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Ohio State's offense needs help in the worst of ways. Can it get it in time?

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Time is running out to reignite the Ohio State offense. There's not a face value fix. So what's next?

Andrew Weber/Getty Images

I came into the office today burning on the idea that I'd write 600 or so words on Ohio State's offensive line being the root of all its problems.

How does a line that had its way with some of the best defensive fronts college football has to offer suddenly struggle with the likes of Hawaii and Northern Illinois, particularly after (mostly) looking the part against a rather stout Virginia Tech Bear front?

Some had argued going into the season that Buckeye senior LT Taylor Decker was the best at his position in the country. Pat Elflein, Billy Price, Jacoby Boren, and even the only new starter, senior tackle Chase Farris, were all name-checked on draft-eligible prospect short lists as well.

Now, we sit with the Buckeyes' number of explosive plays declining from each week to the next. Neither quarterback seems capable of going through his progressions and making the best decision. And though the numbers don't entirely reflect it, would-be Heisman frontrunner Ezekiel Elliott seems neutered to an extent as well.

... And then Coach Meyer had to go and rain on that parade.

"It's not the QB, it's not the O-line. It's a variety of things," the Ohio State head coach said to the reporters gathered at the Woody Hayes Athletic Center early Monday afternoon.

Meyer was noncommittal in his postgame press conference in the wake of what was probably the single worst game of the Urban Meyer era at Ohio State (losses included). He understandably needed to watch the tape before he could comment on the frustrating, disappointing afternoon that 105,000 fans suffered through.

Between Saturday evening and now, he did. And the results were about what you could imagine.

On Saturday, Meyer seemed to paint Cardale Jones' two picks and J.T. Barrett's lone interception as justifiable mistakes. Monday afternoon? "Inexcusable."

Though Meyer was particularly restrained and did a great job of making sure the heat fell on the right places and in no sense threw his players under the bus, it was pretty clear from what he said -- and what he didn't say -- that the tenuous state of the offense is drawing the appropriate reaction.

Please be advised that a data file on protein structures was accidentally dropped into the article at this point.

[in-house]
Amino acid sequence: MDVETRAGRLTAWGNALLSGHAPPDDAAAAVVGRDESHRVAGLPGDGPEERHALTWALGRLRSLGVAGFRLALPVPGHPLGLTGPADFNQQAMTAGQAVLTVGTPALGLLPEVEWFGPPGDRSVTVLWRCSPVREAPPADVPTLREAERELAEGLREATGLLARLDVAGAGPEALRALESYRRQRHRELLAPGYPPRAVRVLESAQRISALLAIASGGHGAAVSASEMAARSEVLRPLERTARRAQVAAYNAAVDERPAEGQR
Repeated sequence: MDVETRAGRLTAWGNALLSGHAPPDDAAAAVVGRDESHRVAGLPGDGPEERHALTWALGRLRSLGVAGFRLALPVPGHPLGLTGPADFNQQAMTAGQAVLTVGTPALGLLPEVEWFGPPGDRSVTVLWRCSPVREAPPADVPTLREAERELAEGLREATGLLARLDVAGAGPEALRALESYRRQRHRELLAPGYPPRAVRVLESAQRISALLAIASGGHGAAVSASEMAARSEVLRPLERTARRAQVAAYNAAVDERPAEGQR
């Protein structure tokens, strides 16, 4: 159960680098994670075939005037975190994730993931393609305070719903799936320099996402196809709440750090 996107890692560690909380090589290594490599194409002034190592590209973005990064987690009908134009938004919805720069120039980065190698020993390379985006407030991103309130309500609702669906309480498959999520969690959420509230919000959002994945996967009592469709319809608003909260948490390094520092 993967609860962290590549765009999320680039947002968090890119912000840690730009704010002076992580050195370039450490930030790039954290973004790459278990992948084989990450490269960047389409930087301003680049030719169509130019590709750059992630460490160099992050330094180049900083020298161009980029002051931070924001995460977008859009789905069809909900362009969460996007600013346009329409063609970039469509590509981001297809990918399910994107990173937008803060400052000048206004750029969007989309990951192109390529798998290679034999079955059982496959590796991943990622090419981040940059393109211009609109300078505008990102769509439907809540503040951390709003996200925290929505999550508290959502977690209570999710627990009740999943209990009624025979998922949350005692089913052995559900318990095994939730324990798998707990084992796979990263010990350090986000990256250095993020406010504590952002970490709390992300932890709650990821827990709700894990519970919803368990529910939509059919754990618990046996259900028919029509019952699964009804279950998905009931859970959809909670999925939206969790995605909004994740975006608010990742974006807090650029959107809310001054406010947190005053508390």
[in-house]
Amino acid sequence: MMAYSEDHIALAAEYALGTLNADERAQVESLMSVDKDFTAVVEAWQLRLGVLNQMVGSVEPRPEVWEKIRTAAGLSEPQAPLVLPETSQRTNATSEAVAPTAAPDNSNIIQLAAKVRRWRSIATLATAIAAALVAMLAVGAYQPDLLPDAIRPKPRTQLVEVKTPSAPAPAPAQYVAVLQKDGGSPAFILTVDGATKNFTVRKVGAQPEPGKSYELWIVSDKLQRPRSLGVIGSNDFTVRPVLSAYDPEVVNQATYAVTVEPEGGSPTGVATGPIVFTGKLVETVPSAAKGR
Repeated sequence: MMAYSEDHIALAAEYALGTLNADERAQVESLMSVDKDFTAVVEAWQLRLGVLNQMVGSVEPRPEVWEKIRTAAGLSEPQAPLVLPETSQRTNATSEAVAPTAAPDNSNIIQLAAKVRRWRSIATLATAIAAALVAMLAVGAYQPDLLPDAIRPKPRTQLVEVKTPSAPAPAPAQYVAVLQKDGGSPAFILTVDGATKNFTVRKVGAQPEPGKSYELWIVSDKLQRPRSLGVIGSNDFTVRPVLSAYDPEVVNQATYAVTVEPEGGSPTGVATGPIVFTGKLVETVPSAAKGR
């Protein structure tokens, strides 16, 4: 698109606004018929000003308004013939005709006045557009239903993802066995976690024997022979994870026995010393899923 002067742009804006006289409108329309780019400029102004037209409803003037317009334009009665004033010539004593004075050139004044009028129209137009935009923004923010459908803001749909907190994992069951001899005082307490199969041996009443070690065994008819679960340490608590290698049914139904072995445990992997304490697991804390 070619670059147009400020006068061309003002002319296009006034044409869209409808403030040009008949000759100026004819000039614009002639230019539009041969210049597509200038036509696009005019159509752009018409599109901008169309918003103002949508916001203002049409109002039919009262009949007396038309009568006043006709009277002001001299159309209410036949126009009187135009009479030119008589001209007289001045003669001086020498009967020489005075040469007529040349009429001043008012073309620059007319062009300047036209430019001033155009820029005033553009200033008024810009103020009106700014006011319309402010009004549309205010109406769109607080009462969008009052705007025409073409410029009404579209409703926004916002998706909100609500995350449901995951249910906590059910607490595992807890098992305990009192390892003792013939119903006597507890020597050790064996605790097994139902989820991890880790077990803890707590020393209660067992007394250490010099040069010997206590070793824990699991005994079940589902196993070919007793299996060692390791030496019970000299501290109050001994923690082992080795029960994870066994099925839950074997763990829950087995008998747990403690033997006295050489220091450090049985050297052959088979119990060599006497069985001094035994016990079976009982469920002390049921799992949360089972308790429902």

I agree with Rivals' Ross Fulton that the subtext from Meyer's press conference was that the playcalling just isn't working. Lest we forget, many of those with the pitchforks out for Ed Warinner right now were similarly critical to Tom Herman at this time last year. But the current overly cute play calls and execution issues like running right at blitzes go hand-in-hand with the sudden inability for the line to do its most basic tasks.

Meyer talked Monday about revisiting structurally how the coaches are configured. At present, Warinner coaches from the sidelines to continue his duty as offensive line coach and Tim Beck, the quarterbacks coach/co-offensive coordinator, views things from the coaches booth. Though figuring out the alchemy to make the offense resemble even a shell of the one we saw tear through an elite Alabama defense at season's end probably isn't that simple, tinkering is necessary if not urgent.

Perhaps the most frustrating part is that Northern Illinois' defense isn't even built to run what the Huskies trotted out against the Buckeyes. After seeing what Hawaii was able to do with a 3-4 over look, NIU reconfigured to do the same, and despite not having the ideal personnel, was even *more* effective than the Rainbow Warriors had been.

Where the real problem lies -- besides the pair of uneven, far from reassuring showings against lesser non-conference foes -- is what things are going to look like when Michigan State goes multiple, not unlike their imitation of Virginia Tech's front last season.

To say nothing of what'll happen when/if the Buckeyes see it in the playoff: What if they see it from Michigan?

The Buckeyes' head man was adamant that they hadn't used a two-quarterback system to point, and the until this week, the job was very literally Cardale's. But that doesn't matter now.

Ohio State seemingly needs to pick a guy, stick with him, then figure out what buttons to push to get an extremely high-level offensive line looking like one again, and avoid the temptation to put a bunch of cutesy looks on tape to make the schools from That State Up North think about.

That certainly reads like no small task. And though reality almost assuredly would dictate otherwise, the onus is now on the coaches. Easy to mend or not, the growing sink hole underneath the Ohio State offense isn't getting any smaller. And if they keep waiting to fix it, sooner or later, it's going to be too late.